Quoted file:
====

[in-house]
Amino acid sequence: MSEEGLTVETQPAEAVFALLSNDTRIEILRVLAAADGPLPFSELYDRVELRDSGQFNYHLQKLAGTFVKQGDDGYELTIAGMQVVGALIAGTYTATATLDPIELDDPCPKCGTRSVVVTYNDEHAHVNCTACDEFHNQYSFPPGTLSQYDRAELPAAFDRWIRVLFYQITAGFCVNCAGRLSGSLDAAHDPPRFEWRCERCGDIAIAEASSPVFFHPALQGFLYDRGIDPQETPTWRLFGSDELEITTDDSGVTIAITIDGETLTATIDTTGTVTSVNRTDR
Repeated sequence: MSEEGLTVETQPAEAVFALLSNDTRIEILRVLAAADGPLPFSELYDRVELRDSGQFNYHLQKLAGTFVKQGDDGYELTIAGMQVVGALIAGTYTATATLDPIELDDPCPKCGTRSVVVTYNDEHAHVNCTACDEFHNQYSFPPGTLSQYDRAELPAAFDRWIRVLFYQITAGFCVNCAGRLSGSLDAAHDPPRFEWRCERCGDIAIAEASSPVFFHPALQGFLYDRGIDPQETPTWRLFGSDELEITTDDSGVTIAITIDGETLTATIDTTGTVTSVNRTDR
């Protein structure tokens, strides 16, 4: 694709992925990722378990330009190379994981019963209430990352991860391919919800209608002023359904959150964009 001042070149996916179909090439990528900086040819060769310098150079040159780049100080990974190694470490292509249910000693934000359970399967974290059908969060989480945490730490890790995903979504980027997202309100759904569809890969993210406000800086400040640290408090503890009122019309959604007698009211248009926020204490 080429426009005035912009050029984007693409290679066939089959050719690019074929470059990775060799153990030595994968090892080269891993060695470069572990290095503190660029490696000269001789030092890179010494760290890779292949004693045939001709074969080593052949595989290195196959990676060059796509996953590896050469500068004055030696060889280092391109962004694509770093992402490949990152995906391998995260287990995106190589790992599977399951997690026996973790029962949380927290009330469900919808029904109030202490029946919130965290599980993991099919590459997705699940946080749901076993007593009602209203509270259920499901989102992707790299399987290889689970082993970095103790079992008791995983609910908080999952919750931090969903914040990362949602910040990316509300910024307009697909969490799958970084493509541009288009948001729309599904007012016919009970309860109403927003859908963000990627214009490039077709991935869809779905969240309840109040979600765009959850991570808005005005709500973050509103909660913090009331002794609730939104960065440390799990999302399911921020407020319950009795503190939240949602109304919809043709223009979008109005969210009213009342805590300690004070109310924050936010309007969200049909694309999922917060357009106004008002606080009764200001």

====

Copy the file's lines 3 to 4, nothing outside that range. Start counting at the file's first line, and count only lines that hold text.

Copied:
Repeated sequence: MSEEGLTVETQPAEAVFALLSNDTRIEILRVLAAADGPLPFSELYDRVELRDSGQFNYHLQKLAGTFVKQGDDGYELTIAGMQVVGALIAGTYTATATLDPIELDDPCPKCGTRSVVVTYNDEHAHVNCTACDEFHNQYSFPPGTLSQYDRAELPAAFDRWIRVLFYQITAGFCVNCAGRLSGSLDAAHDPPRFEWRCERCGDIAIAEASSPVFFHPALQGFLYDRGIDPQETPTWRLFGSDELEITTDDSGVTIAITIDGETLTATIDTTGTVTSVNRTDR
């Protein structure tokens, strides 16, 4: 694709992925990722378990330009190379994981019963209430990352991860391919919800209608002023359904959150964009 001042070149996916179909090439990528900086040819060769310098150079040159780049100080990974190694470490292509249910000693934000359970399967974290059908969060989480945490730490890790995903979504980027997202309100759904569809890969993210406000800086400040640290408090503890009122019309959604007698009211248009926020204490 080429426009005035912009050029984007693409290679066939089959050719690019074929470059990775060799153990030595994968090892080269891993060695470069572990290095503190660029490696000269001789030092890179010494760290890779292949004693045939001709074969080593052949595989290195196959990676060059796509996953590896050469500068004055030696060889280092391109962004694509770093992402490949990152995906391998995260287990995106190589790992599977399951997690026996973790029962949380927290009330469900919808029904109030202490029946919130965290599980993991099919590459997705699940946080749901076993007593009602209203509270259920499901989102992707790299399987290889689970082993970095103790079992008791995983609910908080999952919750931090969903914040990362949602910040990316509300910024307009697909969490799958970084493509541009288009948001729309599904007012016919009970309860109403927003859908963000990627214009490039077709991935869809779905969240309840109040979600765009959850991570808005005005709500973050509103909660913090009331002794609730939104960065440390799990999302399911921020407020319950009795503190939240949602109304919809043709223009979008109005969210009213009342805590300690004070109310924050936010309007969200049909694309999922917060357009106004008002606080009764200001």